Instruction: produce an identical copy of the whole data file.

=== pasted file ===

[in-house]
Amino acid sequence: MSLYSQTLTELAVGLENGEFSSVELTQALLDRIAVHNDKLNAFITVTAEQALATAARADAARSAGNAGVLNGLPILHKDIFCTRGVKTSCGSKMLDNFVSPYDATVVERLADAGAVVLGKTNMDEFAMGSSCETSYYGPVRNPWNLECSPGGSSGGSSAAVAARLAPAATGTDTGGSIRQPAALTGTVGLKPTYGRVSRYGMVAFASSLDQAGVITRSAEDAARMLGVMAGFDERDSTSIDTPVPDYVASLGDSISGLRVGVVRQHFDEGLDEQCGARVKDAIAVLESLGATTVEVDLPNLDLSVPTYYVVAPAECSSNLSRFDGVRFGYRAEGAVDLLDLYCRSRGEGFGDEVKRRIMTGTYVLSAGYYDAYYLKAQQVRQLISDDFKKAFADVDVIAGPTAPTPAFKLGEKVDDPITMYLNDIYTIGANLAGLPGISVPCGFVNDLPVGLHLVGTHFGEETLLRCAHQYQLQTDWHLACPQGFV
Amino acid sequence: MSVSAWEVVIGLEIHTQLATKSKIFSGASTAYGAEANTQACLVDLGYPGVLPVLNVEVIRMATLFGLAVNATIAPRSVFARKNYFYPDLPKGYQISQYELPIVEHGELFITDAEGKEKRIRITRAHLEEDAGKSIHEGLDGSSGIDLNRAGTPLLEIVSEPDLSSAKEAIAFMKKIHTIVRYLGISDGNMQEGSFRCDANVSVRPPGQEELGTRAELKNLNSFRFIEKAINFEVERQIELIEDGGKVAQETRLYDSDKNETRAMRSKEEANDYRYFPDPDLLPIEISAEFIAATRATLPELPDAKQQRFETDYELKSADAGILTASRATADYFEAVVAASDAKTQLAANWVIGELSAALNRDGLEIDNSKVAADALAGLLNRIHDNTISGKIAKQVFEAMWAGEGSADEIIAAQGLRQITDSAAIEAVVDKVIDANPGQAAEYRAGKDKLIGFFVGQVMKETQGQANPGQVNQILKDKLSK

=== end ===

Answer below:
[in-house]
Amino acid sequence: MSLYSQTLTELAVGLENGEFSSVELTQALLDRIAVHNDKLNAFITVTAEQALATAARADAARSAGNAGVLNGLPILHKDIFCTRGVKTSCGSKMLDNFVSPYDATVVERLADAGAVVLGKTNMDEFAMGSSCETSYYGPVRNPWNLECSPGGSSGGSSAAVAARLAPAATGTDTGGSIRQPAALTGTVGLKPTYGRVSRYGMVAFASSLDQAGVITRSAEDAARMLGVMAGFDERDSTSIDTPVPDYVASLGDSISGLRVGVVRQHFDEGLDEQCGARVKDAIAVLESLGATTVEVDLPNLDLSVPTYYVVAPAECSSNLSRFDGVRFGYRAEGAVDLLDLYCRSRGEGFGDEVKRRIMTGTYVLSAGYYDAYYLKAQQVRQLISDDFKKAFADVDVIAGPTAPTPAFKLGEKVDDPITMYLNDIYTIGANLAGLPGISVPCGFVNDLPVGLHLVGTHFGEETLLRCAHQYQLQTDWHLACPQGFV
Amino acid sequence: MSVSAWEVVIGLEIHTQLATKSKIFSGASTAYGAEANTQACLVDLGYPGVLPVLNVEVIRMATLFGLAVNATIAPRSVFARKNYFYPDLPKGYQISQYELPIVEHGELFITDAEGKEKRIRITRAHLEEDAGKSIHEGLDGSSGIDLNRAGTPLLEIVSEPDLSSAKEAIAFMKKIHTIVRYLGISDGNMQEGSFRCDANVSVRPPGQEELGTRAELKNLNSFRFIEKAINFEVERQIELIEDGGKVAQETRLYDSDKNETRAMRSKEEANDYRYFPDPDLLPIEISAEFIAATRATLPELPDAKQQRFETDYELKSADAGILTASRATADYFEAVVAASDAKTQLAANWVIGELSAALNRDGLEIDNSKVAADALAGLLNRIHDNTISGKIAKQVFEAMWAGEGSADEIIAAQGLRQITDSAAIEAVVDKVIDANPGQAAEYRAGKDKLIGFFVGQVMKETQGQANPGQVNQILKDKLSK